YouBelong Uganda (YBU), a Uganda registered non-government organisation established in 2016 to develop and support community options for people living with SMI in Uganda, has made family capability building a key component of its work. The care model developed by YBU has multi layers of influence [9]. It is informed by the ideas of the eighteenth century philosopher Johann Herder, and the twentieth century communitarian philosopher Charles Taylor. The latter’s approach is consistent with and builds on Herder’s view of the human person and society. It espouses the human person as relational in nature, and that human identity develops not in isolation, but within relationships with others in community. Within the YBH model, ‘family’ is seen as a basic unit of care, and an active agent in relationships of care. This is not as a utilitarian measure using families as a ‘fill in’ for a lack of care services in a resource poor setting, but as a basic level of relationships for the fulfilling of the human need for ongoing mutual love, care, security, and belonging. Community is also viewed as providing, at least in potential, and often in actuality, the relational dynamic necessary for the development of human identity and a sense of wellbeing and belonging. Set against this background, in this paper we explore family care and SMI in the Ugandan context, in order to understand better how mental health services can support people living with SMI within families and communities.


The purpose of this paper is to explore the care experiences and perspectives of family members of a person living with SMI in Uganda, to inform the development of a community based mental health service delivery model called ‘YouBelongHome’. To explore this question, we have analysed the qualitative findings from focus groups with carers of ready to discharge patients on convalescent wards in BNRMH. The carers in this study live in either the Kampala district or the adjoining Wakiso district that spans a radius of up to 30 km from BNRMH. These two nearest local government districts are the main catchment areas for Butabika Hospital and account for over 50% of inpatient admissions.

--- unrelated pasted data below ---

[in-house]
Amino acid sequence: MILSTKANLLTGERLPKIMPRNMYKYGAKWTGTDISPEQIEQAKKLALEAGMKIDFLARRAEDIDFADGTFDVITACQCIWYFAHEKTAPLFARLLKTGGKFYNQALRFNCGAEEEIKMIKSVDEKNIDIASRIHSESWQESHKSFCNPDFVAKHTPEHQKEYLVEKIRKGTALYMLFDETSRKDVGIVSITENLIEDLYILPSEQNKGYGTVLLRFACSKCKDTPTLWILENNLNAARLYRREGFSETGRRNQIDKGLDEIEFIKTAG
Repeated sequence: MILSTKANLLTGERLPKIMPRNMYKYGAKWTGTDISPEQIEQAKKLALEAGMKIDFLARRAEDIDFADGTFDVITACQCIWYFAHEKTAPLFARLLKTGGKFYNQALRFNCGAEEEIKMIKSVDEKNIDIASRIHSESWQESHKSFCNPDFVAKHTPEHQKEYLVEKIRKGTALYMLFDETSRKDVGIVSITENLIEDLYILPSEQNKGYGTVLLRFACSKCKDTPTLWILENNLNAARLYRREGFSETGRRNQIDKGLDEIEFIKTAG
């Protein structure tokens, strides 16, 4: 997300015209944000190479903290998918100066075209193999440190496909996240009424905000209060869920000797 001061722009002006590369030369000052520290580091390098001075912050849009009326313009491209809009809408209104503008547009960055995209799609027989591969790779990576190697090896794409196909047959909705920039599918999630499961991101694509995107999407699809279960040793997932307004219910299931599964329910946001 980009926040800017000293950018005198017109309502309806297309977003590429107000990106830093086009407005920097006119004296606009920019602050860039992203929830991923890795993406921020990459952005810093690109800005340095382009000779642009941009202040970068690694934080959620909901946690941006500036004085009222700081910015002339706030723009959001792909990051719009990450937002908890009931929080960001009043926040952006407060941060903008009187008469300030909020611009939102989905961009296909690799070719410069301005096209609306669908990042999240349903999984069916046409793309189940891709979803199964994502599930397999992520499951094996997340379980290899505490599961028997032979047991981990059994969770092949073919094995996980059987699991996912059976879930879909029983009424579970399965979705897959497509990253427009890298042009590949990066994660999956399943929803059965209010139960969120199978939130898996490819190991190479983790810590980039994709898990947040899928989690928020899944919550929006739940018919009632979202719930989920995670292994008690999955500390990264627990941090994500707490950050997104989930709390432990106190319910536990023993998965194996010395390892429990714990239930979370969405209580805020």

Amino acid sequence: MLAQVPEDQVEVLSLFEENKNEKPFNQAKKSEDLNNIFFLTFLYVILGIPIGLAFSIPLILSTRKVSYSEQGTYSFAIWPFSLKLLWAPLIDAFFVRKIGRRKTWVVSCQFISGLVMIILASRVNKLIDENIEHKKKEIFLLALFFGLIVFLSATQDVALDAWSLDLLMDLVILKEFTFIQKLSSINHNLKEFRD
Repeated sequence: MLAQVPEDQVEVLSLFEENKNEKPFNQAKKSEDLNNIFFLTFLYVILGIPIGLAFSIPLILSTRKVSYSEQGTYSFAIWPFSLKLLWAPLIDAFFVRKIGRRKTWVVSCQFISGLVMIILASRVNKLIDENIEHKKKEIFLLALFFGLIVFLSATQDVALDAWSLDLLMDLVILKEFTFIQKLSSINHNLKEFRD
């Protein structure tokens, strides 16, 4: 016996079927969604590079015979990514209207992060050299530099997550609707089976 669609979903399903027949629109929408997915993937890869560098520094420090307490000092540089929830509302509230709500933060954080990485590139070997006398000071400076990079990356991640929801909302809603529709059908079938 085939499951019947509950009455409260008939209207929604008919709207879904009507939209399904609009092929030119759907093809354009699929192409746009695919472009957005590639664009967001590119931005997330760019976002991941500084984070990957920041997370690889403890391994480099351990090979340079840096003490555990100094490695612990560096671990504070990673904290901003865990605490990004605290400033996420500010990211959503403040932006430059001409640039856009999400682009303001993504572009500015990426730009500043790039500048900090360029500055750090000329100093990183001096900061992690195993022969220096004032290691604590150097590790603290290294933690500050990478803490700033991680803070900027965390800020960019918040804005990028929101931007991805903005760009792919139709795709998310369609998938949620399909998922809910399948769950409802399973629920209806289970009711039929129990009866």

This is a subset of data from a mixed qualitative and quantitative methods study undertaken in 2017. The wider study was commissioned by YBU and profiled the number of persons living with SMI hospitalised and or re-hospitalised at BNRMH; socio-demographic and illness characteristics, and wellbeing needs of those persons; and services and support for persons with SMI in families, communities and health facilities. Psychosis, Bipolar Affective Disorder, Substance Use Disorder, and Alcohol Use Disorder were the most common illness conditions among in-patients admitted on convalescent wards at BNRMH at the time of the study [18].